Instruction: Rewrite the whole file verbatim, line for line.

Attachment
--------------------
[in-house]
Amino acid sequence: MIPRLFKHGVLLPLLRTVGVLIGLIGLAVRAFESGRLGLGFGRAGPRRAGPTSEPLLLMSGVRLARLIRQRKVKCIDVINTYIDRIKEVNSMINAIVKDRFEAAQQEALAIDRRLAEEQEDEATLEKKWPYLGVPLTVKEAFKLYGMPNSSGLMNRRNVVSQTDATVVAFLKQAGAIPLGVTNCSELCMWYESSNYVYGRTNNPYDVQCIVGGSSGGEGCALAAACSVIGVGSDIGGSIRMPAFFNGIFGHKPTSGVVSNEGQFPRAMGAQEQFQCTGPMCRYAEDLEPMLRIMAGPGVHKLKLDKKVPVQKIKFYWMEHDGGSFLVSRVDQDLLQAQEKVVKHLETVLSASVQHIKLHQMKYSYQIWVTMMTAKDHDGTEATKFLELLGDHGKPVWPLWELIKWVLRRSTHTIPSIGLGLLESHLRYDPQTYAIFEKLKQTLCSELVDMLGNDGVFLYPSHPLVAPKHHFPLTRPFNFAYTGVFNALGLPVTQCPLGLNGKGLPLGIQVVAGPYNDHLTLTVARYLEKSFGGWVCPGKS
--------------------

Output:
[in-house]
Amino acid sequence: MIPRLFKHGVLLPLLRTVGVLIGLIGLAVRAFESGRLGLGFGRAGPRRAGPTSEPLLLMSGVRLARLIRQRKVKCIDVINTYIDRIKEVNSMINAIVKDRFEAAQQEALAIDRRLAEEQEDEATLEKKWPYLGVPLTVKEAFKLYGMPNSSGLMNRRNVVSQTDATVVAFLKQAGAIPLGVTNCSELCMWYESSNYVYGRTNNPYDVQCIVGGSSGGEGCALAAACSVIGVGSDIGGSIRMPAFFNGIFGHKPTSGVVSNEGQFPRAMGAQEQFQCTGPMCRYAEDLEPMLRIMAGPGVHKLKLDKKVPVQKIKFYWMEHDGGSFLVSRVDQDLLQAQEKVVKHLETVLSASVQHIKLHQMKYSYQIWVTMMTAKDHDGTEATKFLELLGDHGKPVWPLWELIKWVLRRSTHTIPSIGLGLLESHLRYDPQTYAIFEKLKQTLCSELVDMLGNDGVFLYPSHPLVAPKHHFPLTRPFNFAYTGVFNALGLPVTQCPLGLNGKGLPLGIQVVAGPYNDHLTLTVARYLEKSFGGWVCPGKS